• Compared with the benchmark SPY (5.9 ) in the period of the last 5 years, the Ulcer Ratio of 12 of Take-Two Interactive Software is greater, thus worse.
  • Compared with SPY (6.98 ) in the period of the last 3 years, the Downside risk index of 16 is larger, thus worse.

MaxDD:

'A maximum drawdown is the maximum loss from a peak to a trough of a portfolio, before a new peak is attained. Maximum Drawdown is an indicator of downside risk over a specified time period. It can be used both as a stand-alone measure or as an input into other metrics such as 'Return over Maximum Drawdown' and the Calmar Ratio. Maximum Drawdown is expressed in percentage terms.'

Applying this definition to our asset in some examples:
  • Compared with the benchmark SPY (-33.7 days) in the period of the last 5 years, the maximum drop from peak to valley of -38.7 days of Take-Two Interactive Software is smaller, thus worse.
  • Looking at maximum DrawDown in of -38.7 days in the period of the last 3 years, we see it is relatively lower, thus worse in comparison to SPY (-33.7 days).

MaxDuration:

'The Drawdown Duration is the length of any peak to peak period, or the time between new equity highs. The Max Drawdown Duration is the worst (the maximum/longest) amount of time an investment has seen between peaks (equity highs) in days.'

Which means for our asset as example:
  • Compared with the benchmark SPY (187 days) in the period of the last 5 years, the maximum days under water of 410 days of Take-Two Interactive Software is larger, thus worse.
  • Looking at maximum days under water in of 410 days in the period of the last 3 years, we see it is relatively larger, thus worse in comparison to SPY (139 days).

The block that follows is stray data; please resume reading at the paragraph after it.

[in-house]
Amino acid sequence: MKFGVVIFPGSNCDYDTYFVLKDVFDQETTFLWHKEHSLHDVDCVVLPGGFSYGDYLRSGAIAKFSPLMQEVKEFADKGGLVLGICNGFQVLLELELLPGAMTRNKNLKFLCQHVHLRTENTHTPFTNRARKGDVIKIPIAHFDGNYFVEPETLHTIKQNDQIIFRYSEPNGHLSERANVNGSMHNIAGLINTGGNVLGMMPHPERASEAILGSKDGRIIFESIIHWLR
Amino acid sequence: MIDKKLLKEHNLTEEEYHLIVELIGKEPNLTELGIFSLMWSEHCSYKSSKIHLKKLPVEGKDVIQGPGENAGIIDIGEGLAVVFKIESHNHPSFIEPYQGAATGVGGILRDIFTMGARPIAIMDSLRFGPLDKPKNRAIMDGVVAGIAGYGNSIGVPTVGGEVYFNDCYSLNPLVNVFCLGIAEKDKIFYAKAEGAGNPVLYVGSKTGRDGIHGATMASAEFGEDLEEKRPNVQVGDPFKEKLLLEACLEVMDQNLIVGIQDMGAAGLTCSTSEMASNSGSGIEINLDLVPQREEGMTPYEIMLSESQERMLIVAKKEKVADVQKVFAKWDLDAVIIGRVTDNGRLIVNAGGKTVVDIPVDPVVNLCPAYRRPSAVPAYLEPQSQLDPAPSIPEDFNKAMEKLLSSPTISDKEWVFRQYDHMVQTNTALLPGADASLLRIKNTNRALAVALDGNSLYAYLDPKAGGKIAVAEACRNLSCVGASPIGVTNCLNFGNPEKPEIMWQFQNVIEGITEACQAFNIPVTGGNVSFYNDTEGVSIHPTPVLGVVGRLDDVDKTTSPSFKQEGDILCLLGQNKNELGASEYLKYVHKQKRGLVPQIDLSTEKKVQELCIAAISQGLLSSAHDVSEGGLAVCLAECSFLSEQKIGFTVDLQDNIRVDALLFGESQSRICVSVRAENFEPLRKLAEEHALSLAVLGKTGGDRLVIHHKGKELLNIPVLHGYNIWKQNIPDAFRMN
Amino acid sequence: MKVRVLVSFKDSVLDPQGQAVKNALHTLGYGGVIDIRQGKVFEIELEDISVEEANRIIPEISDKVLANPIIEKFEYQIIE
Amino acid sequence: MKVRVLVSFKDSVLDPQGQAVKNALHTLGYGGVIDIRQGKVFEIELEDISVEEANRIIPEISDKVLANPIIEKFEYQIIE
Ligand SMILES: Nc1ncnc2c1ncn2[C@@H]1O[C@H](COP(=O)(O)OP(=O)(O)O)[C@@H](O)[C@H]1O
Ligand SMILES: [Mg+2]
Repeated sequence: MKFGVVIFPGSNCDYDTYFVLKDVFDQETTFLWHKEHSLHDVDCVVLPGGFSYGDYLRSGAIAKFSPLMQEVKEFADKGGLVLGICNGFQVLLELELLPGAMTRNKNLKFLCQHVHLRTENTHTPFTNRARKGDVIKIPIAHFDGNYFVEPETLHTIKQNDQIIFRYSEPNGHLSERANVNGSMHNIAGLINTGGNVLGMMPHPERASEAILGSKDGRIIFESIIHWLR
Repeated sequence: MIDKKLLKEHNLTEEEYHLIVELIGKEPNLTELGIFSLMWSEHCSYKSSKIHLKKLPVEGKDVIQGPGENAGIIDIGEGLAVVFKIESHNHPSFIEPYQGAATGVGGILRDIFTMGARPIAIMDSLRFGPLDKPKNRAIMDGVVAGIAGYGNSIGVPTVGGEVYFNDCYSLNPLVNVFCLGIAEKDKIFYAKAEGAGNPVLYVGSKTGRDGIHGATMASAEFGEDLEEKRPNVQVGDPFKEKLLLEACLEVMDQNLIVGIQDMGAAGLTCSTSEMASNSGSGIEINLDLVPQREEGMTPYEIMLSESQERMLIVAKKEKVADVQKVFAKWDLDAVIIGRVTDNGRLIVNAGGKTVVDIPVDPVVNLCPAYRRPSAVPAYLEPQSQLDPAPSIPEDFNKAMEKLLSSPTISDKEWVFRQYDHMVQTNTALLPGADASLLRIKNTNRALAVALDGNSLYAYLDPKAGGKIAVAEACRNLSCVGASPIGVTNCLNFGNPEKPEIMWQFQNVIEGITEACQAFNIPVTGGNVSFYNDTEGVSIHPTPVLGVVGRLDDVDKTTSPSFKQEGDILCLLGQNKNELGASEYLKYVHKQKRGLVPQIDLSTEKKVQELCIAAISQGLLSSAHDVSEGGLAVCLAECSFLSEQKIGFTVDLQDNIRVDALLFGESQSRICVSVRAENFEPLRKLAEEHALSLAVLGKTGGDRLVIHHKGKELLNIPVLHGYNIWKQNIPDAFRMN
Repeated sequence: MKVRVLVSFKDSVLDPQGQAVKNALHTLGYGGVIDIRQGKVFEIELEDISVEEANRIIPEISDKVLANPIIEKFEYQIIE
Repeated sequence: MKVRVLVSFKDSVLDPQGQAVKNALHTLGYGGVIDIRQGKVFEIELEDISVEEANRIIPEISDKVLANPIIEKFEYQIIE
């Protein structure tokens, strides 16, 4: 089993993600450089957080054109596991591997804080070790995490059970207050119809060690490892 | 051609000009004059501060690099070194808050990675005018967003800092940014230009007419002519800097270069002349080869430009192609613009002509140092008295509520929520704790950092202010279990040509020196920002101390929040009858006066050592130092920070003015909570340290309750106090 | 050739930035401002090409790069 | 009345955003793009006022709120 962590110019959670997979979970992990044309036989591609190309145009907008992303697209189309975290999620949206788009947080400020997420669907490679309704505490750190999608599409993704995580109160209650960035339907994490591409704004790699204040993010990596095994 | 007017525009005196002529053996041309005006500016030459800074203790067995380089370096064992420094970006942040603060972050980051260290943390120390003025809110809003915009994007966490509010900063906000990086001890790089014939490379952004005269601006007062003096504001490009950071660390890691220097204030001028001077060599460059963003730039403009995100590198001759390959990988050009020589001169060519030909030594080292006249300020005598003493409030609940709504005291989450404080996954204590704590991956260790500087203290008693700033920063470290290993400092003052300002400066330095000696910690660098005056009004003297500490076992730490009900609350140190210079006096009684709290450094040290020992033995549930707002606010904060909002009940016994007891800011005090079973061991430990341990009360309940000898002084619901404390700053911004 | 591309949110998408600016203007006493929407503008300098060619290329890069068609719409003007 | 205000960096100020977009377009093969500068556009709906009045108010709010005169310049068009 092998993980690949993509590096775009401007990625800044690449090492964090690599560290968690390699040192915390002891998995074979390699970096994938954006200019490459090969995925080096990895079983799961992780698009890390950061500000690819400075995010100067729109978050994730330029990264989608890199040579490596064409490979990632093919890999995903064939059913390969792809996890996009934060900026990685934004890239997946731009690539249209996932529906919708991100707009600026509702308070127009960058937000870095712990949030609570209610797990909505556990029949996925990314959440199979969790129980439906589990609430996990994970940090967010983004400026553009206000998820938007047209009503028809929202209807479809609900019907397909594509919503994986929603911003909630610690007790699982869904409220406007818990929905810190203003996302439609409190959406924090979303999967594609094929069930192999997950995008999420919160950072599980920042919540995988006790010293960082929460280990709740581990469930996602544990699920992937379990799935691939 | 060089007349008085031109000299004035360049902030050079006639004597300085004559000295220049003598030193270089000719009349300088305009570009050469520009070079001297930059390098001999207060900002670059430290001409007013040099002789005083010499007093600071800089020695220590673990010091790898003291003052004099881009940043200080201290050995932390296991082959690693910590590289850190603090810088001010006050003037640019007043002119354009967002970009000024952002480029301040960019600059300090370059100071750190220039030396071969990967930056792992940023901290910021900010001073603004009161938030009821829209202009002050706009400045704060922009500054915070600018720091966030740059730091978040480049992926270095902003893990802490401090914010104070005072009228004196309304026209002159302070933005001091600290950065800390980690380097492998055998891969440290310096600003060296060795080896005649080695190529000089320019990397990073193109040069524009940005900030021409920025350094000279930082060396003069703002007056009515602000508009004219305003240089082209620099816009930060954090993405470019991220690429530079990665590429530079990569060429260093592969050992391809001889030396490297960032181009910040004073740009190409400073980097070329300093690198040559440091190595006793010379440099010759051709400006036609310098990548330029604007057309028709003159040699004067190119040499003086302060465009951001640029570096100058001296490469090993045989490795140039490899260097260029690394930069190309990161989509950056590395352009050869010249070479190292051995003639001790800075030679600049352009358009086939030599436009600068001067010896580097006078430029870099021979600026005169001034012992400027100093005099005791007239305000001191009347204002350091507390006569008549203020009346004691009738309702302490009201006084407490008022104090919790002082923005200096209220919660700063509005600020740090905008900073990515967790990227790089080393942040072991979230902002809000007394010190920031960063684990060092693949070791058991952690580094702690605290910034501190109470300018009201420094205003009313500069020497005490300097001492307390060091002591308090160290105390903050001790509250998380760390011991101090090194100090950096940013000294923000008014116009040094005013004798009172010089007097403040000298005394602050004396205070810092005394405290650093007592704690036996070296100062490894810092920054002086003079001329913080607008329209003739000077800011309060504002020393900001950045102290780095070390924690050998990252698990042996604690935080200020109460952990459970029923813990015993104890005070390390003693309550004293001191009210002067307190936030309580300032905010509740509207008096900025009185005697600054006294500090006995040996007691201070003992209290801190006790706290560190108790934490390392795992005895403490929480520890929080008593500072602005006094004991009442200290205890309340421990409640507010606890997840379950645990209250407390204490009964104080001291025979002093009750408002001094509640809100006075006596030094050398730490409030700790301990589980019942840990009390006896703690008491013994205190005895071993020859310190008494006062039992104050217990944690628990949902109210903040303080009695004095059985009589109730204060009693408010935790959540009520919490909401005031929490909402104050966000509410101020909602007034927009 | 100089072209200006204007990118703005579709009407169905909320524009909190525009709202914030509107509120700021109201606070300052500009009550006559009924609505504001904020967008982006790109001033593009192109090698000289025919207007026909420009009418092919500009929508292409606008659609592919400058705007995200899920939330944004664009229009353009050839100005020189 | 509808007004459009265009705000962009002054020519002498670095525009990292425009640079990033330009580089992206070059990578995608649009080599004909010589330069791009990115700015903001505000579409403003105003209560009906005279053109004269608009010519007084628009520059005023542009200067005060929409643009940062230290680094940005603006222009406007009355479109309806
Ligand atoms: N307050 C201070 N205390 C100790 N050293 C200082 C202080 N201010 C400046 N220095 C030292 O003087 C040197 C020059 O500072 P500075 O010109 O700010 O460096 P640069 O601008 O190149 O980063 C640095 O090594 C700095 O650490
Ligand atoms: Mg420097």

AveDuration:

'The Drawdown Duration is the length of any peak to peak period, or the time between new equity highs. The Avg Drawdown Duration is the average amount of time an investment has seen between peaks (equity highs), or in other terms the average of time under water of all drawdowns. So in contrast to the Maximum duration it does not measure only one drawdown event but calculates the average of all.'

Which means for our asset as example:
  • Compared with the benchmark SPY (44 days) in the period of the last 5 years, the average time in days below previous high water mark of 88 days of Take-Two Interactive Software is higher, thus worse.
  • Compared with SPY (41 days) in the period of the last 3 years, the average time in days below previous high water mark of 132 days is higher, thus worse.

Performance (YTD)

Historical returns have been extended using synthetic data.

Allocations
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Allocations

Returns (%)

  • Note that yearly returns do not equal the sum of monthly returns due to compounding.
  • Performance results of Take-Two Interactive Software are hypothetical, do not account for slippage, fees or taxes, and are based on backtesting, which has many inherent limitations, some of which are described in our Terms of Use.